It’s pretty obvious that the models (which you and the mets rely on too much) don’t handle this at all. Case in point: You posted not 2 days ago (what I called a wish cast) the 120 hour QPF totals. Another one of your beloved models that has no grasp on the lack of moisture in the atmosphere.

      Your arguments, as usual, show no thought on your own, only trying to throw barbs at those that have actually studied the patterns, all the while proclaiming some “KC is not in the right place” hogwash. None of the midwest (Canada to Mexico from the Rockies to the Mississippi River) has had even close to normal moisture in the last 2 years, with the exception of Louisiana, SE AR & the Canadian border around MT and ND. Further, go the the drought monitor for Canada. They are in drought as well.

      I don’t know what other axes you have to grind, but I’m sure you’ll let me know.

      Davey: Have a good day on the tee box. Good day to be off tomorrow.

      • mowermike

        “The Ohio Valley and the Tennessee Valley have NOT been in drought (75% normal Nov.1, 95% normal now), so I don’t understand your argument”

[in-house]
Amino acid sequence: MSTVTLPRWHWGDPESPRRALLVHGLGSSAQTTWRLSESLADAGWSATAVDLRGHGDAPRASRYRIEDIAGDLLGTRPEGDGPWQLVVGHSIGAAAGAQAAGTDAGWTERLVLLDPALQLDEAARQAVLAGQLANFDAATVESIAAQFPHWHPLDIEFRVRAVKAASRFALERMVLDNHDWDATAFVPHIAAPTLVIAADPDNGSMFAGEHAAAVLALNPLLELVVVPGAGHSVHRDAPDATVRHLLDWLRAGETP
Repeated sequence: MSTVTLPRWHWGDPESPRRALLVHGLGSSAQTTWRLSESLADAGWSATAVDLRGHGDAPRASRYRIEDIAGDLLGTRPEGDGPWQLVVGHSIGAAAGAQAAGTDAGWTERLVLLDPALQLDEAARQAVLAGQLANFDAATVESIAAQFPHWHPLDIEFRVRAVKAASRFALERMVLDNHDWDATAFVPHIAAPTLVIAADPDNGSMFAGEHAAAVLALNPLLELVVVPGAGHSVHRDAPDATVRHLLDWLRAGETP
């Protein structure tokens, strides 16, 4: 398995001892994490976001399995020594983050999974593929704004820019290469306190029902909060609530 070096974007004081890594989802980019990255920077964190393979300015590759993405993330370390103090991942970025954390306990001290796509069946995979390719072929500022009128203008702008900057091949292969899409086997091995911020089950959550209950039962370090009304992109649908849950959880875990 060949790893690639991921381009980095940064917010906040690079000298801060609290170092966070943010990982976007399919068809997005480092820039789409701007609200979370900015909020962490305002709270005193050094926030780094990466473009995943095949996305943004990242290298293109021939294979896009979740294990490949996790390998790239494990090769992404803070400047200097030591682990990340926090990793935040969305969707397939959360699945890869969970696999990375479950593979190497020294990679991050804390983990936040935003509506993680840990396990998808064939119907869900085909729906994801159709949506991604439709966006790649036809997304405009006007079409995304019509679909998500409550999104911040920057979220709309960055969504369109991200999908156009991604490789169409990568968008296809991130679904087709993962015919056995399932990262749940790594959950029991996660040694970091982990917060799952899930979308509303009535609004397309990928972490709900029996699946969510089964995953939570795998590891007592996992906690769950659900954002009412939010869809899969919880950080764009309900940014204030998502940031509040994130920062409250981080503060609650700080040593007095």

Yes,of recent they have been normal. I’m talking about their weather pattern prior to getting wet the last 90 days or so. They were equally dry back in the Spring and Summer leading up to the wetter stretch. How did that same dry ground produce so much moisture for those areas.

        I still say it’s all about rainfall patterns, currently we’re in a crappy one

      • mowermike

        “Pretty easy Mike. They were in the “strongest” part of the storms. We weren’t. They got way less rainfall than they would have had the ground and air not been as dry”

        Theo, dry air during the winter is common around thesse parts, you didn’t discover anything new.

      • mowermike

        “It’s pretty obvious that the models (which you and the mets rely on too much) don’t handle this at all. Case in point: You posted not 2 days ago (what I called a wish cast) the 120 hour QPF totals. Another one of your beloved models that has no grasp on the lack of moisture in the atmosphere”